Thoroughbred horsemen and breeders and the MJC opposed Rosecroft's request for cross-breed simulcasting. The commission said it would take up the issue again the week of June 14.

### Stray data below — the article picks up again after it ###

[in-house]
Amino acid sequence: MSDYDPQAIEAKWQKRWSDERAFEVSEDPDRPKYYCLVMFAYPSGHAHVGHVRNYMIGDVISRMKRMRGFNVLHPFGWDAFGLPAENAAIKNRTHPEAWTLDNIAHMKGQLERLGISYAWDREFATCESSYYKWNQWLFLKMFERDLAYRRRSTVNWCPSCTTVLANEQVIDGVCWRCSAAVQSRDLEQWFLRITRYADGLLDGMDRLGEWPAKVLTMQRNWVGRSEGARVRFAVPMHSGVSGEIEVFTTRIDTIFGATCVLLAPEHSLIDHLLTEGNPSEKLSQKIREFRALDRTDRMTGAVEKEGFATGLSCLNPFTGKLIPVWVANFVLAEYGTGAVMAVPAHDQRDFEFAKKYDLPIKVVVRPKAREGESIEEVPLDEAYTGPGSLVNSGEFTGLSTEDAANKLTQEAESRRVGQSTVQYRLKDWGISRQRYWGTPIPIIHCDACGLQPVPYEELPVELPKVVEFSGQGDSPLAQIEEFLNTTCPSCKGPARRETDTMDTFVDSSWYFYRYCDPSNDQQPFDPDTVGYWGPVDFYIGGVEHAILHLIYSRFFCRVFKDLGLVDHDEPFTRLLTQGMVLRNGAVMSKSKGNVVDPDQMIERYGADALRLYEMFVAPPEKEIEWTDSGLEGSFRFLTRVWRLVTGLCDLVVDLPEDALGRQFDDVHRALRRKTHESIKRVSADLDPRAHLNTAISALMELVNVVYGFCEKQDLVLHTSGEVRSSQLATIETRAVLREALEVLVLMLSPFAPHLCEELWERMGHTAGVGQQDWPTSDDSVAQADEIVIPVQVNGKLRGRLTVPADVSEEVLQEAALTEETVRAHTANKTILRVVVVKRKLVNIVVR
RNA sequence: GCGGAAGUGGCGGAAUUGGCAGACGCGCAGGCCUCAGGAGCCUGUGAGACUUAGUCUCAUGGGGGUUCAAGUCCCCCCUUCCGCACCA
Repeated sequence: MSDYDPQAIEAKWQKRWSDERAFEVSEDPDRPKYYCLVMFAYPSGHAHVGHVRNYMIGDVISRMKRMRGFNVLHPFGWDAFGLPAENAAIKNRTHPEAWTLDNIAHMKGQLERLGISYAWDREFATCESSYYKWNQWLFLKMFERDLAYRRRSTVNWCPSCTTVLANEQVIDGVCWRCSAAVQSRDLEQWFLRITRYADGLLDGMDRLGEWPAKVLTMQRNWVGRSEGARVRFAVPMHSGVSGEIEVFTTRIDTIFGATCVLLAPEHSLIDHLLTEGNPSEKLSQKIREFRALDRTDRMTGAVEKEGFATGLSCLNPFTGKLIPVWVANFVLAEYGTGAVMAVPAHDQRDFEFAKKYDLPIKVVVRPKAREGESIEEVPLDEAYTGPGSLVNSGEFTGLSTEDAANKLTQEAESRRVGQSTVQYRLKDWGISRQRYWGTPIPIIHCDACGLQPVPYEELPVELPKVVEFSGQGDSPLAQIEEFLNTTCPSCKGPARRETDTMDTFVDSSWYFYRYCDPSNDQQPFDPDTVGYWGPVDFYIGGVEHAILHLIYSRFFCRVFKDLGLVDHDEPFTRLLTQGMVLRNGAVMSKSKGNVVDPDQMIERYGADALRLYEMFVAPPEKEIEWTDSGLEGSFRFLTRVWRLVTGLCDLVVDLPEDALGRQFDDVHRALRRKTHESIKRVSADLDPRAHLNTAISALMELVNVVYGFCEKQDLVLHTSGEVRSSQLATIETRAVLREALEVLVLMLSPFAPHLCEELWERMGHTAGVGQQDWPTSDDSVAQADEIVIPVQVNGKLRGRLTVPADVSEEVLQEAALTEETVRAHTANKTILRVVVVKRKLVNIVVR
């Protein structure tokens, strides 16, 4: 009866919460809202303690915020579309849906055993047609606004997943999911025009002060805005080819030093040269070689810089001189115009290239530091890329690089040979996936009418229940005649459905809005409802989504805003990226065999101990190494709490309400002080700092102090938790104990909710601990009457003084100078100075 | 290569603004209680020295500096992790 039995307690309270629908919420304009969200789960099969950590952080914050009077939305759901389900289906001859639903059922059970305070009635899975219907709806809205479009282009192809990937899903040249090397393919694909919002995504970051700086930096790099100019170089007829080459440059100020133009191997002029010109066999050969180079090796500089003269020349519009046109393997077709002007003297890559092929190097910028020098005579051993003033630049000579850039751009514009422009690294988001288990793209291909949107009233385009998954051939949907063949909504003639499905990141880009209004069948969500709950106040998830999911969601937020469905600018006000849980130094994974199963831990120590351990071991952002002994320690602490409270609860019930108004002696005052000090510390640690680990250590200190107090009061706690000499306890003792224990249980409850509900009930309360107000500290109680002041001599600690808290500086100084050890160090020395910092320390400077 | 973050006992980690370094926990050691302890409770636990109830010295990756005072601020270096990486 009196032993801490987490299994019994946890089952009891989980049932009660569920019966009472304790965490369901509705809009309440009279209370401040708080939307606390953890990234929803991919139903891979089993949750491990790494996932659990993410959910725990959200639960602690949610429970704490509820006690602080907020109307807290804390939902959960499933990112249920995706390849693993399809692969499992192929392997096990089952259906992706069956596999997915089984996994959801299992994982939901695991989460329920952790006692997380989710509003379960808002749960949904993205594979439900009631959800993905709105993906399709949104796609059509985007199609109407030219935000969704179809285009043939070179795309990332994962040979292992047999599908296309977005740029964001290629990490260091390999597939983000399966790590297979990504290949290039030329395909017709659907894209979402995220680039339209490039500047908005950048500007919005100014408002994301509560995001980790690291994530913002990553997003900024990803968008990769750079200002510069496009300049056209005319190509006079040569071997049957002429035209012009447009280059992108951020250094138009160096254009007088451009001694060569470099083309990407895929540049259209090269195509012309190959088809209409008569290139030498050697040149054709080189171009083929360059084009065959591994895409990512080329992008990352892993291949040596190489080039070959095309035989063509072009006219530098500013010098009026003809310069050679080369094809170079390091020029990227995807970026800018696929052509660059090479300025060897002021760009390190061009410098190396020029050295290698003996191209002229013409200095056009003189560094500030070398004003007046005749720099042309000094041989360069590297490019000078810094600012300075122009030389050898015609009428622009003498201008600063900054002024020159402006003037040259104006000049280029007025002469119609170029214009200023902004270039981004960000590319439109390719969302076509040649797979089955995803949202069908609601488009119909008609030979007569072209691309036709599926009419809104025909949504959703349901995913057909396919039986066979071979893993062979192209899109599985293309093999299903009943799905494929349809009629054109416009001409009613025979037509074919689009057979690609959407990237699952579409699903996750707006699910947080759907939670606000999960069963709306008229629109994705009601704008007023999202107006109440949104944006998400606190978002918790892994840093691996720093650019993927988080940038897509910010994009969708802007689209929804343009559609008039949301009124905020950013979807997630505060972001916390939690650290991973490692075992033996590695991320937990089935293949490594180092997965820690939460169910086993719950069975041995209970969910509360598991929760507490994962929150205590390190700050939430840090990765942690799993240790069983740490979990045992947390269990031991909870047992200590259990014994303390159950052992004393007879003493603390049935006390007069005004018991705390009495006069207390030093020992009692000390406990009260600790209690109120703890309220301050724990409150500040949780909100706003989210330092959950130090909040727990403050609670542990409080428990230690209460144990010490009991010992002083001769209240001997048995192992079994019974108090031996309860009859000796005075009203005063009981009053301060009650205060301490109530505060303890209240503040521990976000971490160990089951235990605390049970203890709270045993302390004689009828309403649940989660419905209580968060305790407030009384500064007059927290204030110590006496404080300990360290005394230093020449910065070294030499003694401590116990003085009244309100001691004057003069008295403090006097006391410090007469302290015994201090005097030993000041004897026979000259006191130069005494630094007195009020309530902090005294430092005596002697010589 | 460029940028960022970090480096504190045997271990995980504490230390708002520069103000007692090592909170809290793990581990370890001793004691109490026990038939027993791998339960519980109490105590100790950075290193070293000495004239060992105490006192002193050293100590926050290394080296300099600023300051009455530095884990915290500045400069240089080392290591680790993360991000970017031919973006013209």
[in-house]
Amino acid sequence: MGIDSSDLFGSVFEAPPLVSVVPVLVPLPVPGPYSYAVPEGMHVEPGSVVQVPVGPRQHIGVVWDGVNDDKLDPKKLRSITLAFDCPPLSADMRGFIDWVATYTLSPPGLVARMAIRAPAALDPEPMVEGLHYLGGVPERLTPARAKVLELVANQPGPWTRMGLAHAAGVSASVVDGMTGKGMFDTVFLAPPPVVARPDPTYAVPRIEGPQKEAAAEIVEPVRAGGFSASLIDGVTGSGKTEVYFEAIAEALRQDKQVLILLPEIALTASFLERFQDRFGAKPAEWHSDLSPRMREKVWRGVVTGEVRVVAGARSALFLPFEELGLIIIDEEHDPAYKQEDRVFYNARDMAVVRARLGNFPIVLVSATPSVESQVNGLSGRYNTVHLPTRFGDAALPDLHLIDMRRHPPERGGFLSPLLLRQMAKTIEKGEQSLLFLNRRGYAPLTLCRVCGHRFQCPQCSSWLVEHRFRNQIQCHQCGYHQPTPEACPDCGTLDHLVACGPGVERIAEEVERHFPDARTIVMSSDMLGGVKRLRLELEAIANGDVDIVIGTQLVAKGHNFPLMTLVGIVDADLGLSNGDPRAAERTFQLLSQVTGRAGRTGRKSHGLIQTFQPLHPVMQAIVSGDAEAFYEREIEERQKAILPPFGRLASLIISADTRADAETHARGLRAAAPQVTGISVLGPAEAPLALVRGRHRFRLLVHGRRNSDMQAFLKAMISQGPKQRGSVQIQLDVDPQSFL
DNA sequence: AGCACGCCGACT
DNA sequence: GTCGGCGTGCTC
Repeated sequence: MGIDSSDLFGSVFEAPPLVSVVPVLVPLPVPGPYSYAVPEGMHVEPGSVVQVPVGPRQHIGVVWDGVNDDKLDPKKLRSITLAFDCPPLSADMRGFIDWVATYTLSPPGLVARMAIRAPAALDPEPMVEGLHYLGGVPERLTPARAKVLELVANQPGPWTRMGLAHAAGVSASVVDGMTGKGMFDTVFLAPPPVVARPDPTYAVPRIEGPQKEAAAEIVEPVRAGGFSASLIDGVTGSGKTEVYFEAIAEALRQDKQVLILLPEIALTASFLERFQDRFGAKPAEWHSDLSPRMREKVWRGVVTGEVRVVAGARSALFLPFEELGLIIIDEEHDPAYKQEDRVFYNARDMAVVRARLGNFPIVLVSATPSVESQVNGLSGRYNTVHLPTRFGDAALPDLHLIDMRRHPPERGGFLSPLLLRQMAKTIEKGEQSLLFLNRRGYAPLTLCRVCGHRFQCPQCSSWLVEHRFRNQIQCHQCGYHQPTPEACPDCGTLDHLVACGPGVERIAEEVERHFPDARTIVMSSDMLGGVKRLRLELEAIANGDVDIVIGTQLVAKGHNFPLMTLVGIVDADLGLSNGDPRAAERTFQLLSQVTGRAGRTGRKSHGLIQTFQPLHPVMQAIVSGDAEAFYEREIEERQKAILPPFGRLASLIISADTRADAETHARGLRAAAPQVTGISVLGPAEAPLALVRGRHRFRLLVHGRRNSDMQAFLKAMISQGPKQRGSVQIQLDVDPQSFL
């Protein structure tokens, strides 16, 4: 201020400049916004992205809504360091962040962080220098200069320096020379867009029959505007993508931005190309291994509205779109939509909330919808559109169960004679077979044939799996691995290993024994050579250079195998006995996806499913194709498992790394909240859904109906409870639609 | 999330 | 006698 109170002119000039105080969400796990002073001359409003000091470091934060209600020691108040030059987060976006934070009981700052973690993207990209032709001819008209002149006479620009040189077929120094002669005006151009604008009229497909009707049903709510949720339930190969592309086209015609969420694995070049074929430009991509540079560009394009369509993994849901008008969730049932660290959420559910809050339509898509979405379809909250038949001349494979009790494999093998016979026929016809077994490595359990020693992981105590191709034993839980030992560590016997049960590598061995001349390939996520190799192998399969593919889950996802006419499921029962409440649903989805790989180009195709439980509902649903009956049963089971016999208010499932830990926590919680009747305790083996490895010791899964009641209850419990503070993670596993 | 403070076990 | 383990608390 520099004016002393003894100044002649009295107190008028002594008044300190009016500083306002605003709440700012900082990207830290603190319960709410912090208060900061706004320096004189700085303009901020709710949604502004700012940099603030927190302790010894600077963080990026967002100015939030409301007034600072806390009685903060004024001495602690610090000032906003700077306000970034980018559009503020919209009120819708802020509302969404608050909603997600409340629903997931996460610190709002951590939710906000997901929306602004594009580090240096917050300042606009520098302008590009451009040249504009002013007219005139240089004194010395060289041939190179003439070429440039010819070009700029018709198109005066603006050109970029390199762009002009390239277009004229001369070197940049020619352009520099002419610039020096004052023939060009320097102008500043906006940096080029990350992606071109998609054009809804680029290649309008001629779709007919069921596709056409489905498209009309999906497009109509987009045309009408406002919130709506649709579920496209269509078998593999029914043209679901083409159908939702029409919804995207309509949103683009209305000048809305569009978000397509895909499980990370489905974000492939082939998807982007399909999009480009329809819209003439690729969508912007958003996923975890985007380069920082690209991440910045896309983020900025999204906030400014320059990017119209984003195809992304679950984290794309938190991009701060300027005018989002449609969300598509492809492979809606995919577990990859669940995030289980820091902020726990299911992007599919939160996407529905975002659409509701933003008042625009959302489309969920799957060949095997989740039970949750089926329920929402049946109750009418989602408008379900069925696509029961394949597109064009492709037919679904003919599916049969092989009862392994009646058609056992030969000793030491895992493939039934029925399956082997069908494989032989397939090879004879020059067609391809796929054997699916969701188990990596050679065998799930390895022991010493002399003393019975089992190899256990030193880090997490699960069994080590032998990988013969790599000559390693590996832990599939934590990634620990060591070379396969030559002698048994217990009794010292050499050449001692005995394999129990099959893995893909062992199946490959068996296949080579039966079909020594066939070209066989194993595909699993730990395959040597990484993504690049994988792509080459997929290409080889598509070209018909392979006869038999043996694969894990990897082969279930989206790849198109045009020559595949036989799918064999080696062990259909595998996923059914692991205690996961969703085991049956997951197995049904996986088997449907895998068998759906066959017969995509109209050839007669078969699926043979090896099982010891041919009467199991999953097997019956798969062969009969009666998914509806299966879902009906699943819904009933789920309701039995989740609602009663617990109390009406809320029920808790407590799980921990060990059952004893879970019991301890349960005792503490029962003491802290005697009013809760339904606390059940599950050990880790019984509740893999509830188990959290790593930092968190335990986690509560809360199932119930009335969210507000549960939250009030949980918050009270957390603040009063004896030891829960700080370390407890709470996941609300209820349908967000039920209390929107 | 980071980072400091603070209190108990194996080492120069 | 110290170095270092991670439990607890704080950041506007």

The Maryland Racing Commission June 8 narrowly gave the go-ahead to Magna Entertainment Corp., parent company of the Maryland Jockey Club, to begin rebuilding the turf and dirt tracks at Laurel Park despite strong objections by horsemen.The $10-million project involves rebuilding and widening the turf and dirt racing surfaces, removing one corner of the clubhouse, and relocating the paddock. The commission voted 4-3 to allow the project to begin, even though MEC officials said they had obtained only one of four permits.Laurel will close for training June 14, and most horses, trainers, and their employees will be relocated to Pimlico Race Course, the Bowie Training Center, and Timonium. Dale Capuano, a Laurel-based trainer and member of the Maryland Thoroughbred Horsemen's Association, said the logistics of moving entire operations on such short notice are a "nightmare."Meanwhile, Rosecroft Raceway is on the verge of going out of business, track chief executive officer Tom Chuckas Jr. told the commission.The harness track has asked for the right to offer simulcasting of Thoroughbred races at Rosecroft without compensating the state's Thoroughbred interests.A pact between the MJC and Rosecroft expired earlier this year. (The two parties had a revenue-sharing agreement.) Rosecroft no longer simulcasts Thoroughbred racing, and MJC tracks no longer are open for evening simulcasting.Rosecroft filed an emergency request with the commission for the 90-day right to show and take bets on Thoroughbred races from outside Maryland. Chuckas said if Rosecroft didn't receive some significant relief, "We're done. We're closed. We're finished."